Round1: |     | R1                    |     | R1                     ...
Round2: |          | R2               |          | R2                ...
Round3: |               | R3          |               | R3           ...
Round4: |                    | R4     |                    | R4      ...
...
------------------------------------------------------------------>  Time

Note that rounds have a fixed start time but they do not have a definite end time (they end when the next block is received). This differs from common behavior of partially synchronous consensus algorithms, in which rounds have a definite conclusion (i.e., messages generated during the round R must be processed only during the round R).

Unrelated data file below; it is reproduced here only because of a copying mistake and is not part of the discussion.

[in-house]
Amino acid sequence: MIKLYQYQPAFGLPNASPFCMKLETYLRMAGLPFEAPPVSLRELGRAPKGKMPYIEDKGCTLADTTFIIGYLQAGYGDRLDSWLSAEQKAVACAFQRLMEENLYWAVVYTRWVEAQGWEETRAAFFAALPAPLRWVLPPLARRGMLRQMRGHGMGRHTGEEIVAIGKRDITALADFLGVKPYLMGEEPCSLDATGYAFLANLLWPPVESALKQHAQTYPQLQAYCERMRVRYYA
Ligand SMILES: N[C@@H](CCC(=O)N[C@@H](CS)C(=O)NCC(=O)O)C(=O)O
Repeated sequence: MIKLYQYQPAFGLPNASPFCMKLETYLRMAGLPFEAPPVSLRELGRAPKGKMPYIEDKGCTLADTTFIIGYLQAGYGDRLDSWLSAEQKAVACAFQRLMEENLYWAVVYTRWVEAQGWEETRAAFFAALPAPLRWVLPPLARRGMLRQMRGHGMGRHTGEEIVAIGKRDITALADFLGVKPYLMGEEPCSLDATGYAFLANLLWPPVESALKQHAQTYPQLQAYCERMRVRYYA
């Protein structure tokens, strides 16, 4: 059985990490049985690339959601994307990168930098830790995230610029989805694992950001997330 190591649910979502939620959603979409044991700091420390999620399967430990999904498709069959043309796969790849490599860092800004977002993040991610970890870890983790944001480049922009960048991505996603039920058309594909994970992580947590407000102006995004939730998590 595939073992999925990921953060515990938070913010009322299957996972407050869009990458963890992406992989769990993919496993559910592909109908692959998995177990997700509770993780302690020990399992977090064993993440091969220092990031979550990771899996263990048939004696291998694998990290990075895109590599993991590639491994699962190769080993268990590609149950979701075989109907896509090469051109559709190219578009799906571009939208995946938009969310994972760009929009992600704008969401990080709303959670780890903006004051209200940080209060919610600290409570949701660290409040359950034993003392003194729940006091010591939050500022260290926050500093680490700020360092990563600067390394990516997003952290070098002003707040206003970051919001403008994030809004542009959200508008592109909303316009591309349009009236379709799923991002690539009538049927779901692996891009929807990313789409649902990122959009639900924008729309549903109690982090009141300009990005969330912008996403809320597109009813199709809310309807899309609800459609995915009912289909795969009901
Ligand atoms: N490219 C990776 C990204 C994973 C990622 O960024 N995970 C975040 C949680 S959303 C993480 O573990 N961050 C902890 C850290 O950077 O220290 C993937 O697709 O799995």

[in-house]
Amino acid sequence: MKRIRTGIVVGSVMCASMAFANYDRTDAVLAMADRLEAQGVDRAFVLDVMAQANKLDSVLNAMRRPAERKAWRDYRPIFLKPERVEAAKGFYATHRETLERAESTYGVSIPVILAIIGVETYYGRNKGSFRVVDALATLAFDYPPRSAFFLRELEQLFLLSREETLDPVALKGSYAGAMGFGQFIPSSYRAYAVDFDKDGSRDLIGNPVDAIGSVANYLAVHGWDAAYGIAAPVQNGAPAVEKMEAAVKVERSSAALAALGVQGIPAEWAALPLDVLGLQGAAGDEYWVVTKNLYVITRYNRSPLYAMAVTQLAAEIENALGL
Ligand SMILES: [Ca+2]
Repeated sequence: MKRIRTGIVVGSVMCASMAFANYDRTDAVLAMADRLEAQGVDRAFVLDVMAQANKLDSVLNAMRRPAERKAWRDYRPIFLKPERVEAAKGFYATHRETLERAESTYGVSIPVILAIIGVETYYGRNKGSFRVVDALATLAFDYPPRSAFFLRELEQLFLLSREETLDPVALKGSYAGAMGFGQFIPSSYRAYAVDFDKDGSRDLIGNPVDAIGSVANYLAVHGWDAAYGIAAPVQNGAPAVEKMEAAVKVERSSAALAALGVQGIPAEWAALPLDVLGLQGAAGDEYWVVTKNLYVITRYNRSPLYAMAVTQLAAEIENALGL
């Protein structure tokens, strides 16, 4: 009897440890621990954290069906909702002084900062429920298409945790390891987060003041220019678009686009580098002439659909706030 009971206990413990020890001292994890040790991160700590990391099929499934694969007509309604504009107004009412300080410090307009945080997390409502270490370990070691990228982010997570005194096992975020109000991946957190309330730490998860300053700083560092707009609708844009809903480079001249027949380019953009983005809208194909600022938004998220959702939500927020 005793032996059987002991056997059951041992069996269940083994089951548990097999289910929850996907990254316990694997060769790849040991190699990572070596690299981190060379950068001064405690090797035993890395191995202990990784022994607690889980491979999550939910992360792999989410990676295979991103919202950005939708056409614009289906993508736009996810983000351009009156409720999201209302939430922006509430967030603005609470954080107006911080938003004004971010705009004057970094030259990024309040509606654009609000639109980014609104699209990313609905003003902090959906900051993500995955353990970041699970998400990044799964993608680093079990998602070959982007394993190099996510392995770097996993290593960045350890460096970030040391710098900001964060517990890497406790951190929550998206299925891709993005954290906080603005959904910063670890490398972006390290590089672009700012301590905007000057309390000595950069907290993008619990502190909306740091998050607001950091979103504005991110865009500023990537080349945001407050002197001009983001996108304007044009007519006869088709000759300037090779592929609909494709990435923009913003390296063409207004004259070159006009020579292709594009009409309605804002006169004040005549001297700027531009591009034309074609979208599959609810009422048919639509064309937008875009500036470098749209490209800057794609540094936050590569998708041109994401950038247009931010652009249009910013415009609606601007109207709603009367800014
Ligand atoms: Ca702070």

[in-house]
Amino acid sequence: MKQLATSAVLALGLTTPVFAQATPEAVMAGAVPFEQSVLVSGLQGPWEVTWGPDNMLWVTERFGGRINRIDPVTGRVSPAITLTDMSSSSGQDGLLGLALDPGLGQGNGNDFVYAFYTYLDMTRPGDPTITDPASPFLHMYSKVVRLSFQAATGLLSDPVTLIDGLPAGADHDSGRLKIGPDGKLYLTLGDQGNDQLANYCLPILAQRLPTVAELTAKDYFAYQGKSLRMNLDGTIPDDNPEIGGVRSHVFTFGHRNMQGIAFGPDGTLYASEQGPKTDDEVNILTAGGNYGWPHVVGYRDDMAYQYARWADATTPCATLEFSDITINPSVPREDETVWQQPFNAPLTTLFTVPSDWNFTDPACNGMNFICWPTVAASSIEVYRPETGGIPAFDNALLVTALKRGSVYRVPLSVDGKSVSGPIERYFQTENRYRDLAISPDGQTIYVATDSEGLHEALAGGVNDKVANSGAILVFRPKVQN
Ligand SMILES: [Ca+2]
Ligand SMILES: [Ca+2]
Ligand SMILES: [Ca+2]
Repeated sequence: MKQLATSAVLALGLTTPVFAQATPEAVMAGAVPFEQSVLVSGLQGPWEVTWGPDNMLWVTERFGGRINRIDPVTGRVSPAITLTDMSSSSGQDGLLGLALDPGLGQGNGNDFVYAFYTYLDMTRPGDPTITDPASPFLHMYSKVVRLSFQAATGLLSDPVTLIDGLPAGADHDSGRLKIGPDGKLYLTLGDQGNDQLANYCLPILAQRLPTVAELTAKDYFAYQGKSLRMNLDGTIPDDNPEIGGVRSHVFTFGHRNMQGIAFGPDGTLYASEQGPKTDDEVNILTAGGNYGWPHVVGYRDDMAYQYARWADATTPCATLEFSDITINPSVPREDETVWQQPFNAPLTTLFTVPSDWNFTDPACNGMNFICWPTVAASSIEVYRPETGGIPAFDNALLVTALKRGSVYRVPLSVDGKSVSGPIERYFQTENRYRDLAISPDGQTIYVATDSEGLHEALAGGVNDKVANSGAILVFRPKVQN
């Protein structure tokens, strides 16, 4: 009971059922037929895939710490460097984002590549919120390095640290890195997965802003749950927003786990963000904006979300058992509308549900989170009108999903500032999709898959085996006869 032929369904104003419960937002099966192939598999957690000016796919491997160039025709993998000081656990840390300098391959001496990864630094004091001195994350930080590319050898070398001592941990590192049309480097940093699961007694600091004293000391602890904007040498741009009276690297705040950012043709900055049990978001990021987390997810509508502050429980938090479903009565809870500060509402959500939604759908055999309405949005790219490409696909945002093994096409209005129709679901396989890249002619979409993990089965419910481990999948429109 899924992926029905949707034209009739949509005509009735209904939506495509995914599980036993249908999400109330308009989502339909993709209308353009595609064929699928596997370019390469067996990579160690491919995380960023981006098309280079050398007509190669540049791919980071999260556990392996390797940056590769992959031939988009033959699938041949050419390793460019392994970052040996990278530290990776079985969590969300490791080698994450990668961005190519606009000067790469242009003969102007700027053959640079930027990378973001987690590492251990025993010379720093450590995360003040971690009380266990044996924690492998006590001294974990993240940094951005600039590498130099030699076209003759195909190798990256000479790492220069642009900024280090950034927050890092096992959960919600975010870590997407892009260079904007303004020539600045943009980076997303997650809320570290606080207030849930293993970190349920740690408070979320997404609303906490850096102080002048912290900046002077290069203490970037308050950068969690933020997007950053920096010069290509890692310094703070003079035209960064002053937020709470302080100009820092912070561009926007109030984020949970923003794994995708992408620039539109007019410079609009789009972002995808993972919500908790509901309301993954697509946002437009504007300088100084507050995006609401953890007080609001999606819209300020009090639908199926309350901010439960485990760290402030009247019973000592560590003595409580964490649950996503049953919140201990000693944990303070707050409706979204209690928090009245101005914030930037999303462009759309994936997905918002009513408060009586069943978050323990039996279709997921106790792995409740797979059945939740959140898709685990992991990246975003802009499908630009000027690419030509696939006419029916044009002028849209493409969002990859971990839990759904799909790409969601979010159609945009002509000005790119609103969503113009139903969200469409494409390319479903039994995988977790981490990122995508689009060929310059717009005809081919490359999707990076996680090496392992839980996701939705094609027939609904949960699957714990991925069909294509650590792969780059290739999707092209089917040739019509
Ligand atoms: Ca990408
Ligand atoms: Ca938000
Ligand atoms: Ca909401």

Network Communication

Tip

See source code for more technical details on consensus messages.

Messages

The consensus algorithm makes use of several types of messages. All messages are authenticated with the help of public-key digital signatures, so that the sender of the message is unambiguously known and cannot be forged. Furthermore, the use of digital signatures (instead of, say, HMACs) ensures that messages can be freely retransmitted across the network. Moreover, this can be done by load balancers that have no idea whatsoever as to the content of messages.

Propose

Propose message is a set of transactions proposed by the round leader for inclusion into the next block. Instead of whole transactions, Propose messages include only transaction hashes. A validator that received a Propose message can request missing transactions from its peers.